# Question 0bb3d

Feb 25, 2016

$\text{0.3 moles H"_2"O}$

#### Explanation:

Calcium hydroxide, "Ca"("OH")_2, will react with nitric acid, ${\text{HNO}}_{3}$, to form calcium nitrate, "Ca"("NO"_3)_2, a soluble salt that exists as ions in aqueous solution, and water.

In order to be able to say how many moles of water will result from this neutralization reaction, you need to write a balanced chemical equation first

${\text{Ca"("OH")_text(2(aq]) + 2"HNO"_text(3(aq]) -> "Ca"("NO"_3)_text(2(aq]) + color(red)(2)"H"_2"O}}_{\textrm{\left(l\right]}}$

Now, the problem doesn't provide you with information about how much acid you've got at your disposal, which means that you can assume that the nitric acid is in excess.

So, you have a $1 : \textcolor{red}{2}$ mole ratio between calcium hydroxide and water. This means that every mole of calcium hydroxide that takes part in the reaction will produce $\textcolor{red}{2}$ moles of water.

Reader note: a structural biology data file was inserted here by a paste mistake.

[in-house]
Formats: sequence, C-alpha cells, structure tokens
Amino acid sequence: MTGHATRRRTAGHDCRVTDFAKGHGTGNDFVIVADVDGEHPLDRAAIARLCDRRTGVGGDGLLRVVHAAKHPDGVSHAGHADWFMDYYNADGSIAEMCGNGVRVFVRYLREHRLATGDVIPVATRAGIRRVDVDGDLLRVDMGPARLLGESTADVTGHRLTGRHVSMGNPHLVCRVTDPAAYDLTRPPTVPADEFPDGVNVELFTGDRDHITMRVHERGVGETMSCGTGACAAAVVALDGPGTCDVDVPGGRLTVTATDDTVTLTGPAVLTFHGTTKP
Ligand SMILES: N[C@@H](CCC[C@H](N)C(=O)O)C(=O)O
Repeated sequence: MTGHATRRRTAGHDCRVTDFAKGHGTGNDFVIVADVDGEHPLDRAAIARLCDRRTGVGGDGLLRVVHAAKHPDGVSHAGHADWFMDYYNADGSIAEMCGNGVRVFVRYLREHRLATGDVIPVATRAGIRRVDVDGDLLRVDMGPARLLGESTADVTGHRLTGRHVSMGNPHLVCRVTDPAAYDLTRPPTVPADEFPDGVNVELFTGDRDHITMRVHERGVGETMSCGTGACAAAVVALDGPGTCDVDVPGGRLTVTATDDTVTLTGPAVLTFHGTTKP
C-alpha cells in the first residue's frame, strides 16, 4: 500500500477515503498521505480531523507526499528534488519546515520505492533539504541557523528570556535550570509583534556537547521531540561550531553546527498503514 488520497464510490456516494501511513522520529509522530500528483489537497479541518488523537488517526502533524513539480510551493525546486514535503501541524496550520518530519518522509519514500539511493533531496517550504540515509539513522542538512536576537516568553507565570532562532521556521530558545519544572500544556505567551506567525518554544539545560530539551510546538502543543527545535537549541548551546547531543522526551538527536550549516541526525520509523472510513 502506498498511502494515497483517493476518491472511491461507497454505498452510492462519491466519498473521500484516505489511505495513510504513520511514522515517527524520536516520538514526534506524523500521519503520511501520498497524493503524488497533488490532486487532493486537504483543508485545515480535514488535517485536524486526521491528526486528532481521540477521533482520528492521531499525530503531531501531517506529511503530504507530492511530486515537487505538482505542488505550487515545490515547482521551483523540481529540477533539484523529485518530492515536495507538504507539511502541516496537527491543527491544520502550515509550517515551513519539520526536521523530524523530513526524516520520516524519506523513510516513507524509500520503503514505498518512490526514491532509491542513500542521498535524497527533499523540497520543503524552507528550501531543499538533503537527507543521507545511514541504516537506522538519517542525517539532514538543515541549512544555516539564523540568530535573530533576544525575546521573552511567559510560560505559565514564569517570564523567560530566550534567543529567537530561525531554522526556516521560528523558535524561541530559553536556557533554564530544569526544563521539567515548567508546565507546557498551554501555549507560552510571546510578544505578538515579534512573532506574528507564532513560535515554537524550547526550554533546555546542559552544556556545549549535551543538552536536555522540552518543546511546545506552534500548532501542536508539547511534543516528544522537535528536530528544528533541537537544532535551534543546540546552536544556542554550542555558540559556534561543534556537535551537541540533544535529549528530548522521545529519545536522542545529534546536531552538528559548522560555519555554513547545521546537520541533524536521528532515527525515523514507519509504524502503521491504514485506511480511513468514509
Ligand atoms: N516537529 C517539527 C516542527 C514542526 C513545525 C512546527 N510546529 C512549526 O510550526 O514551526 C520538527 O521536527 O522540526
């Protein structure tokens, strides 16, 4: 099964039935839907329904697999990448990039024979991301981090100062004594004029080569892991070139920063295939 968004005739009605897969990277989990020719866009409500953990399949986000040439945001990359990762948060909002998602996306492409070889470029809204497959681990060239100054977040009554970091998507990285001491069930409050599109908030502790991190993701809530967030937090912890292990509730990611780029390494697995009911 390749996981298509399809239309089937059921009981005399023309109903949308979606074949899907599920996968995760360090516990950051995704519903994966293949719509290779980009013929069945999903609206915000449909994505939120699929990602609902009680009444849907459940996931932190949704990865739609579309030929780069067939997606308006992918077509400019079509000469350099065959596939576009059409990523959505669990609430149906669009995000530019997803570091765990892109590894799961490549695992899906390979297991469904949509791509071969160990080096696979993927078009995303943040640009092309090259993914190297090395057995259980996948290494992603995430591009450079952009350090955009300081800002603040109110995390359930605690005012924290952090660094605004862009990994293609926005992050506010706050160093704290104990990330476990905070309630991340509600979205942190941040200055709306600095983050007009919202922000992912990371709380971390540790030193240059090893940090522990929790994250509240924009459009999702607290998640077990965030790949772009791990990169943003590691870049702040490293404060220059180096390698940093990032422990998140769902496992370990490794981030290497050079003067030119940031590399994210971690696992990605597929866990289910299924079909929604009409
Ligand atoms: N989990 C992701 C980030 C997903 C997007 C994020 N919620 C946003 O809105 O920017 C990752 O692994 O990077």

Use calcium, hydroxide's molar mass to determine how many moles you have in that $\text{10-g}$ sample

10color(red)(cancel(color(black)("g"))) * ("1 mole Ca"("OH")_2)/(74.09color(red)(cancel(color(black)("g")))) = "0.1350 moles Ca"("OH")_2

The reaction will produce

0.1350color(red)(cancel(color(black)("moles Ca"("OH")_2))) * (color(red)(2)" moles H"_2"O")/(1color(red)(cancel(color(black)("mole Ca"("OH")_2)))) = "0.270 moles H"_2"O"#

Since you only provided one sig fig for the mass of calcium hydroxide, you can only use one sig fig for the answer

${n}_{{H}_{2} O} = \textcolor{g r e e n}{\text{0.3 moles H"_2"O}}$